Why I can’t go back to Starbucks.

Took Kantar to The ‘Bux  for breakfast.   He’s fantastic to take places because a) his mere presence makes people smile and b) once they see him and all his cuteness,  nobody wants to talk to me, which is a ginormous relief.

We waited our turn in a pretty long but quick-moving line, holding hands and pontificating about what kind of delicious pastry we were going to enjoy together.  It was pretty late in the morning when we got there, so a lot of the breakfast-y items were already gone by the time we arrived.  This is hard to reconcile when you’re a hungry preschooler with your heart set on a chocolate chip muffin.

When we got to the head of the line, this is how it went down with Wendi, our  hipster-type-service-person

K:    Chokkit chip muffin peas.

Wendi:  I’m sorry, sweetie, we’re all out of chocolate chip muffins this morning.  We have a cranberry-ginger scone, or a bagel, would you like those?

K:   No dank you.  I want chokkit chip muffin peas.

Me:  Honey, they are all out.  Let’s look in this window and pick something else.

K:  No dank you.  (louder and less cute)

Wendi:  Look, sweetie, there’s an apple fritter, do you like apples?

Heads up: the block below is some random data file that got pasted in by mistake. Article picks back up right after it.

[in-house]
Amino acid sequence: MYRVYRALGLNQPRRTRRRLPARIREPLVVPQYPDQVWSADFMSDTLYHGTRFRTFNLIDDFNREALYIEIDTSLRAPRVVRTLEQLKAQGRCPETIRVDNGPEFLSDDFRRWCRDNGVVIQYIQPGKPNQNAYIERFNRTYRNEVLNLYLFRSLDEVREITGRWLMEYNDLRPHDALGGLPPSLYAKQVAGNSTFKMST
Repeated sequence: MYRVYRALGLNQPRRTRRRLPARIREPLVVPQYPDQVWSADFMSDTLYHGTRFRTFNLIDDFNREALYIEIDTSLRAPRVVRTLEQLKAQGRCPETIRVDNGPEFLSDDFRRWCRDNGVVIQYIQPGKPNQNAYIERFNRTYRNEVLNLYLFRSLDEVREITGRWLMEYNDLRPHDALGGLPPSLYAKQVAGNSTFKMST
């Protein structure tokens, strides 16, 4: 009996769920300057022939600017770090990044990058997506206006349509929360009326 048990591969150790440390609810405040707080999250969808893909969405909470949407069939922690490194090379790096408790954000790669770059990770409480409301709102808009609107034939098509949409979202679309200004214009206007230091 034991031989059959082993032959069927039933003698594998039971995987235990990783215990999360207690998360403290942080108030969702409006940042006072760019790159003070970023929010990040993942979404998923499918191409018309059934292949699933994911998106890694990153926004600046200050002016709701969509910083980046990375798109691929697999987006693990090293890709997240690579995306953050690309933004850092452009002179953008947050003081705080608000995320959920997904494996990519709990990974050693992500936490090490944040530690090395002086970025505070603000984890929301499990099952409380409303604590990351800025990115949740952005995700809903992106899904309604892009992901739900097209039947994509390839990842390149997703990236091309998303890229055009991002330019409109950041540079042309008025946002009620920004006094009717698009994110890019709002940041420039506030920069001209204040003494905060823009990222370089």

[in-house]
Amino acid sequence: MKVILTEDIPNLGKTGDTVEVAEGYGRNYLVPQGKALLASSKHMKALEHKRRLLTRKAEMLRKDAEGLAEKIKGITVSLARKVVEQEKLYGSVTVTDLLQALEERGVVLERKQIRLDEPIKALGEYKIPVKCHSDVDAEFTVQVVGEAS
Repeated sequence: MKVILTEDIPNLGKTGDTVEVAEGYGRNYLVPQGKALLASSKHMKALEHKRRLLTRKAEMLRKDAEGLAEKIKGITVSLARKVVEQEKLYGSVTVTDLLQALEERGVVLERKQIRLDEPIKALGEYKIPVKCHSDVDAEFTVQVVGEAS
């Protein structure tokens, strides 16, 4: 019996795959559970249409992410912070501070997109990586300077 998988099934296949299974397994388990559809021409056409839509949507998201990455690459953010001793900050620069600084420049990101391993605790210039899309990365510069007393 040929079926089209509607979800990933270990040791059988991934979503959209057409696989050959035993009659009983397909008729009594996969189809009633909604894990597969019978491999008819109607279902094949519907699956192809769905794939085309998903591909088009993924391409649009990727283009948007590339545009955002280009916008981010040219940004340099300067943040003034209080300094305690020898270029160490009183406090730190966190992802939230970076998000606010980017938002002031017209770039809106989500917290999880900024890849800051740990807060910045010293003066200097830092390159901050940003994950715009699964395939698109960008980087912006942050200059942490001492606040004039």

K: (brightening)  Yes, I like  green apples.

Wendi:  (pointing to the fritter in the case, trying to be patient while the line behind us grows longer)  Here’s the apple fritter, do you want this?

Me: Yes, we’ll take the fritter please.


Me:  (awkward smile) Honey, stop,  that’s an apple donut called a fritter.  They’re super yummy.


He’s squealing with laughter now, his red face squinched with delight as tears stream down his face.  He is leaning with  his back against the glass case, taking great delight in the gloriously odd thought that his mother has taken him out for breakfast and wants to feed him brains.

While I am baffled by what appears to be some kind of mental crackup at a very young age – I’ll admit to being more than a little impressed with his comprehension of human anatomy (note to self – find out which of his preschool teachers is teaching  zombie folklore).

At this point, the line behind us has taken a collective five paces backward.  One woman seems to be trying to give me what little dignity I have left by digging in her purse and pretending not to hear or see him.

My child is collapsed in a pile of giggles and muttering “brain breakfast” over and over, wiping his little eyes with the back of his chubby hand.  I look back to Wendi, who has plated the giant, glazed brain donut and slides it across the counter to me along with a glare that says her patience with our pastry review is as thin as her hemp necklace.

Wendi:  That’ll be $6.47 please.

And that’s why I make my own damn muffins.


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